behaviour of fibration under localization can be improved.
Theorem 3. Let L = Lf be a localization with respect to any f : A ! B.
If F ! E -p! B is a fibration and LF ~ * then L(p) is a homotopy equivalence.
If A -i! X -j! X [CA is a cofibration and LA ~ *, then Lj is a homotopy equiv*
*alence.
If A ! X ! X [ CA is a cofibration and L(i) is a homotopy equivalence then L(*
*X [
CA) ~ *.
Proof: See section 4.
3
Theorem B. Let f : A ! B be a map of connected pointed spaces, f its suspension,
Lf; Lf the associated localizations. Then for any space X one has a homotopy e*
*quivalence
of loop spaces
` : LfX AE Lf X : r
that is natural up to homotopy.
Corollary. There is an equivalence W kLfkX ' Lkf X.
Theorem 4. For any map f, Lf commutes with finite products: The natural map Lf(*
*Xx
Y ) -! Lf(X) x Lf(Y ) is an homotopy equivalence.
Theorem 5. For any associative An-structure on X there is a corresponding natur*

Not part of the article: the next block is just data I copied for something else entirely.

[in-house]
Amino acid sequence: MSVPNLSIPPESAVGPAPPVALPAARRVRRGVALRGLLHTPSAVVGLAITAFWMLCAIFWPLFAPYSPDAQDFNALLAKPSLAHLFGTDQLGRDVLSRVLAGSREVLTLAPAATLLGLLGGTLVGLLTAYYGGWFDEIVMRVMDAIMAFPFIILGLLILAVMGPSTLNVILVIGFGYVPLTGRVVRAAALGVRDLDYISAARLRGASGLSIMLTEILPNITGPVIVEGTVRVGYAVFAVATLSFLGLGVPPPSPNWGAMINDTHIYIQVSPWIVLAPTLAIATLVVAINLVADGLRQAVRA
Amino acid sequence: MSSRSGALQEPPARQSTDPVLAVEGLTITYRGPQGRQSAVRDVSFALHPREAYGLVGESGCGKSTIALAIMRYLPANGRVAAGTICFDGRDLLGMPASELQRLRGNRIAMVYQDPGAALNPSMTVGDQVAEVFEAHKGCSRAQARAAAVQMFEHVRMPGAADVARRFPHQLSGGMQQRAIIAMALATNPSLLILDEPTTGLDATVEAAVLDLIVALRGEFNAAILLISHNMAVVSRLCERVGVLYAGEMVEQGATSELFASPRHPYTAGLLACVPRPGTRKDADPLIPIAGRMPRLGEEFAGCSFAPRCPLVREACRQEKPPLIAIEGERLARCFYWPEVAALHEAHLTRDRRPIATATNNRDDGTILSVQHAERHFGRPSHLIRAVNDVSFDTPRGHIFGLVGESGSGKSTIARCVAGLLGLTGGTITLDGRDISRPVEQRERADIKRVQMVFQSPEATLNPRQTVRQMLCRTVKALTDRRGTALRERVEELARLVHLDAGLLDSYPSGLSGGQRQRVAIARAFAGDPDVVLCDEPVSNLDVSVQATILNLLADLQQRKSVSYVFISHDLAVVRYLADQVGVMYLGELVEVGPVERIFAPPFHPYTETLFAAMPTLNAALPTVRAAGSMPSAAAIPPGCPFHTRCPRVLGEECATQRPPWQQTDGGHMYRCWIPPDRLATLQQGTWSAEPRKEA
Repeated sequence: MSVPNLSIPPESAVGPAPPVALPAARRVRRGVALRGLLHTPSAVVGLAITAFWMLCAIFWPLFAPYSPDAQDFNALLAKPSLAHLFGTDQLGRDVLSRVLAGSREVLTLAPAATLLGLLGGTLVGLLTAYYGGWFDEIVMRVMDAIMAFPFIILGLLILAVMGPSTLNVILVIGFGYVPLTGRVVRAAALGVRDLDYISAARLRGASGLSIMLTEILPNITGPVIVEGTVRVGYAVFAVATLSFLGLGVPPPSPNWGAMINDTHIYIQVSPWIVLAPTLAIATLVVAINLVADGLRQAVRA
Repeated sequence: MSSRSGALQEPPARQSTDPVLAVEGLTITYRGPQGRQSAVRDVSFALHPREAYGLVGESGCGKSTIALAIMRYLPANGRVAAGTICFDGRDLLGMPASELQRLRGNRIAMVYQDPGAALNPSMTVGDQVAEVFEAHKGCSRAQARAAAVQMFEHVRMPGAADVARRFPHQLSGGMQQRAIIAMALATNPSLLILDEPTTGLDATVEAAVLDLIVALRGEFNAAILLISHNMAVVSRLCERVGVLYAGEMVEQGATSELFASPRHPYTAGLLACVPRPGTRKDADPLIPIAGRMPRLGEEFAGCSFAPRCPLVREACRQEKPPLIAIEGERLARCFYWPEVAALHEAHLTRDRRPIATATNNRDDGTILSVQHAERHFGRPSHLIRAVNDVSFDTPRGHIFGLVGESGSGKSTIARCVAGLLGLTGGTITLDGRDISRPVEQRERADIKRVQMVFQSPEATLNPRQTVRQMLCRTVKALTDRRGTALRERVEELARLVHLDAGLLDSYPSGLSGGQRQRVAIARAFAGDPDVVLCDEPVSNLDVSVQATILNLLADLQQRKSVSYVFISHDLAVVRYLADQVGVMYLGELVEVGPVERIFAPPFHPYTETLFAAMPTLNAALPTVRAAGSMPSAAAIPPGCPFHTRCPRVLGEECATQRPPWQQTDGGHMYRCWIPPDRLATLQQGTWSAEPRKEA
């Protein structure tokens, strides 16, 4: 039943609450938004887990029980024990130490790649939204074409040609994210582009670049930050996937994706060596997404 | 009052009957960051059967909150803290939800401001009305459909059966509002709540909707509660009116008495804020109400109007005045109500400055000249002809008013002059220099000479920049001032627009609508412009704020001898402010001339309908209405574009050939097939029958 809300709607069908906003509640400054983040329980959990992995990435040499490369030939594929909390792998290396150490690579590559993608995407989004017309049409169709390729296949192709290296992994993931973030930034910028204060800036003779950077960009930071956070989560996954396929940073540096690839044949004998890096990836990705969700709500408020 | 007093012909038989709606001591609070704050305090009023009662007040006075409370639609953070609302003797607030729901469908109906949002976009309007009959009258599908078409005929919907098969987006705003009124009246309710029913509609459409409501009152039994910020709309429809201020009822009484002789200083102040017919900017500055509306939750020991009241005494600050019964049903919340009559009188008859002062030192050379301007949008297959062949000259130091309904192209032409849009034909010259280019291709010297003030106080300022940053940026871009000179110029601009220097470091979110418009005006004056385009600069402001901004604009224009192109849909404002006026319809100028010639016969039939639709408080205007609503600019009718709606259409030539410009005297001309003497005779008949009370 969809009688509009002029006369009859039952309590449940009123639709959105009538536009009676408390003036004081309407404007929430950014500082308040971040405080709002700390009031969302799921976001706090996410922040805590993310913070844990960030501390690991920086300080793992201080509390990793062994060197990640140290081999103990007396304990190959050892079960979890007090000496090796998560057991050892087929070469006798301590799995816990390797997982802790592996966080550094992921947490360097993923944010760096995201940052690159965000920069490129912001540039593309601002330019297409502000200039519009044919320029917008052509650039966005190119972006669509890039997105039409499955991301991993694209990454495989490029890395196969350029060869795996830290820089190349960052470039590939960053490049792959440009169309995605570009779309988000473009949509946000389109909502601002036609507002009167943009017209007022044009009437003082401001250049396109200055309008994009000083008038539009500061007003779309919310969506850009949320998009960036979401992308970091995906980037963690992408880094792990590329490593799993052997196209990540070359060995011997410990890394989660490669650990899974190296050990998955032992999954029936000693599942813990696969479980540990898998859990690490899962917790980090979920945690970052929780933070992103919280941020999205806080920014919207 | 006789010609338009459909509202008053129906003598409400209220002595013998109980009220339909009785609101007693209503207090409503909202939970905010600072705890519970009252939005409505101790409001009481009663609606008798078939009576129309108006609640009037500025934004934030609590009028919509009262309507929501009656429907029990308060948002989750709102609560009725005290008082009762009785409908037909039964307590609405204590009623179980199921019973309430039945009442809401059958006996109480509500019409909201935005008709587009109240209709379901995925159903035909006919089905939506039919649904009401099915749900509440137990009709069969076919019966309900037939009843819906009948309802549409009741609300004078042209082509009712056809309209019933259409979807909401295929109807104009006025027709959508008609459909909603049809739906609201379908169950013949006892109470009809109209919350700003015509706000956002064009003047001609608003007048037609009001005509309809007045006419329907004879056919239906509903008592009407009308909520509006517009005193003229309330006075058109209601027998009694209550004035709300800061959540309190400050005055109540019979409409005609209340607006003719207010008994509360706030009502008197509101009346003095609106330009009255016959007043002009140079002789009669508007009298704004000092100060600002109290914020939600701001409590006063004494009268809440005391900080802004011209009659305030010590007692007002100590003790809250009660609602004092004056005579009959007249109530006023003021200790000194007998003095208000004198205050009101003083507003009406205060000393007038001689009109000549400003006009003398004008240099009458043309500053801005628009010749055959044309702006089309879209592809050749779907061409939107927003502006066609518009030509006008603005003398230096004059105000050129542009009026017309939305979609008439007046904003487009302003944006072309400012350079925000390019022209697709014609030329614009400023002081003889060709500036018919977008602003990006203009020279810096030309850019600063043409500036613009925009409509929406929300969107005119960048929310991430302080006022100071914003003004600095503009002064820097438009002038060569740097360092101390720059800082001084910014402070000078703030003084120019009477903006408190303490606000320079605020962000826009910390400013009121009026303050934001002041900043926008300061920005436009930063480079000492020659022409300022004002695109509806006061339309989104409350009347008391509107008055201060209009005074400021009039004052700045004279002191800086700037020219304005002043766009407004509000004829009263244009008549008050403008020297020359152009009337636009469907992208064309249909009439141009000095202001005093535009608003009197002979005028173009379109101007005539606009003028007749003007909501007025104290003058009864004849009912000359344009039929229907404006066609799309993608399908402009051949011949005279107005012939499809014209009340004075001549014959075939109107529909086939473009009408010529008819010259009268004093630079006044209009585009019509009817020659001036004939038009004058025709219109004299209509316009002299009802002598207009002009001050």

*al
structure on LfX, with X -! LfX on An-map.
Theorem 6. For any loop space X there is a natural loop map X -! LX, i.e. an
A1 -map of H-spaces.
Theorem 7. Let f : A ! B be a map. Then the homotopy fibre of X ! Lf X localizes
under Lf to a contractible space.
Corollary. If Lf X ' * then LfX ' *.
Theorem 8. Let f : W ! * be the trivial map on any space W . Then the homotopy
fibre of X ! PW X, localizes under PW to a contractible space.
Theorem 9. For any f : A ! B, if EM is a generalized Eilenberg-Mac Lane space t*
*hen
so is Lf(EM).
Theorem C. Given F ! E ! B a fibration with all spaces connected and pointed. T*
*hen
under the assumptions below the noted localizations of the fibre sequences are *
*again fibre
sequences where f : W ! * is the trivial map for any space W :
1.If F is f-local then Lf preserves the fibration.
2.If B is f-local then Lf preserve the fibration.
3.E is f-local, F a group and the fibration principal, then LfF ! E ! Lf B *
*is a
fibration.
Corollary 10. F ! E ! B is preserved under localization for any fibration if F *
*is
P -periodic.
Remarks: It would certainly be interesting to know whther a version of (C) hold*
*s for
more general maps. Note the essential difference between 7 and 8: For maps of t*
*he type
f : W ! * one can prove much stronger results about Lf=PW . One would like to
4
generalize C(3.) to nilpotent fibration: When ss1E acts nilpotently on ssnF ~=s*
*sn+1(B; E).
Statement (1.) includes all of well known cases of localizing at subrings of th*
*e rationals or
other rings. Since there, one localizes with respect to a suspension map betwee*